Yet another primo exhibit on why so many corners of the Internet are the absolute worst places to be. It is a one year anniversary for Rosie (Sarah Rich), a teenager in Woodstock. However, this anniversary isn’t something worth celebrating. The timing marks one year that she lost her younger sister, Amelia (Samantha Nicole Dunn), to an unfortunate incident sparked by the anonymous dredges of the Internet. Rosie feels guilty, as she was not as present as she should have been in seeing things were not quite right with Amelia.
Her guilt leads her down a path of (mostly) self-sleuthing, with some help from one of the local boys she takes a liking to in Rory (Dakota Lustick), a computer whiz. The search funnels to a handyman contractor (Marc Menchaca). She’s certain he’s the one behind her sister’s demise. This contractor will pay.
The last year or so has found Hollywood taking and making some really deep cuts at society’s ills towards women, serving as another cipher for the #MeToo movement. Some of the best movies released last year in The Invisible Man, The Assistant, and Promising Young Woman used this in some way, shape, or form as their plot core and theme(s). And that is not counting documentaries. This boom isn’t going anywhere, nor should it, and #Like—generic title aside—continues in that subject area as an indie flick with obviously not quite the detail as those other mentioned movies, but is worthy of being mentioned as an early year surprise.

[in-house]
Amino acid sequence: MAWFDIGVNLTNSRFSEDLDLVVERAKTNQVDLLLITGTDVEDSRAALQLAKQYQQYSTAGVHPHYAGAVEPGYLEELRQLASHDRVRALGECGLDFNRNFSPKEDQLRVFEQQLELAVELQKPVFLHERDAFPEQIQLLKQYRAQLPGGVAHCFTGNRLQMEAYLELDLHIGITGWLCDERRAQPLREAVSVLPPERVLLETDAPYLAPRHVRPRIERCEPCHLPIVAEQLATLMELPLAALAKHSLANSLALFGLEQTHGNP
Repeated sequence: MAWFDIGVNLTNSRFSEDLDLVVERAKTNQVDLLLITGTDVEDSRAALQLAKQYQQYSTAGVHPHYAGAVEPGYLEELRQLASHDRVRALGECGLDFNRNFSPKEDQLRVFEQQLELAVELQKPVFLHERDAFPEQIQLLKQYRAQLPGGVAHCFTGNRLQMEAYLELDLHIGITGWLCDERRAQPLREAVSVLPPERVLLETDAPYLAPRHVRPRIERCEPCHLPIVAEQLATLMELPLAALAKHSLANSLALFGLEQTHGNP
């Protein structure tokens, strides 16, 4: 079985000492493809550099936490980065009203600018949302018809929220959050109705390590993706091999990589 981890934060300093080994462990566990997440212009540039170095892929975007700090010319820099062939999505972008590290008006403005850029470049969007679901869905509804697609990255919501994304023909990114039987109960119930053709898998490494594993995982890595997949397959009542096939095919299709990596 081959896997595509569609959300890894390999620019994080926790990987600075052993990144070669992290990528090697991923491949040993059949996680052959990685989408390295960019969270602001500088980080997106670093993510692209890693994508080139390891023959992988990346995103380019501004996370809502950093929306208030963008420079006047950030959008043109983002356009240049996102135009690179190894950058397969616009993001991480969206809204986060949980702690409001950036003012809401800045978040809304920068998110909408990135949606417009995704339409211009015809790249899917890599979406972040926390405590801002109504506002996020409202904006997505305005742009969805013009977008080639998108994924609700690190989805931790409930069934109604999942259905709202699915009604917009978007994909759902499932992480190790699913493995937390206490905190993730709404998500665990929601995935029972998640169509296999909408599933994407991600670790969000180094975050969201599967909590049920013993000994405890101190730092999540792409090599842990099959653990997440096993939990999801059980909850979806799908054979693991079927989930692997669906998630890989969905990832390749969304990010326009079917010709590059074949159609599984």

Stepping from shorts and television to her first feature effort is writer/director Sarah Pirozek. Pirozek’s full-length debut is confident in trusting her audience to put together pieces of what happened. Over time, particularly at the end, we get a monologue of the specifics, but she uses her story’s medium (social media) to fill in the gaps pertaining to Amelia’s death. Giving a bit of the movie away, there’s a vibe of Denis Villeneuve’s Prisoners throughout, to the point where I’d be shocked if it weren’t an influence on Pirozek making this film.
At about 93 minutes, #Like is a pretty lean thriller, rarely a bad thing for a thriller movie to be. It moves at a quick clip. The mild trouble is, with the feature being so contained with respect to its amount of characters, it’s easy to get a feel for what the twists end up being. As such, it can make #Like feel somewhat contrived. And at times, the believability in plan execution is stretched; not so much a pacing problem but a progression (0-to-100) problem. All said, the ending is solid, working as closure in a known but no less unsettling statement. The Internet connects us and keeps us at arm’s length from one another.
In a film so small and contained, it puts more onus on the cast, specifically the central character, to carry the load. In #Like, that pressure falls to young Rich. She is game, very believable as a teenage sister pushed to the brink of exacting justice at any cost. Her main dance partner is the TV veteran Menchaca, who gets put through the ringer as the target of Rosie’s malice. Their interplay makes the movie. Outside of it, #Like isn’t as interesting. A half-baked love plot with a local boy played by Lustick is kind of short of chemistry and intrigue, and only in the final 15 minutes does it seem to serve a shoehorned purpose in the story.
Still, there is a hook that keeps viewers interested from the start to the end. Not without its dead zones, nevertheless #Like dials up a compact cyber-oriented thriller fitting right in with today’s topical themes.
For additional detailed thoughts on films both small and large, games, and the key moments that comprise each, check out ThatMomentIn.com.
Feel free to follow me @MrJackMarkSon.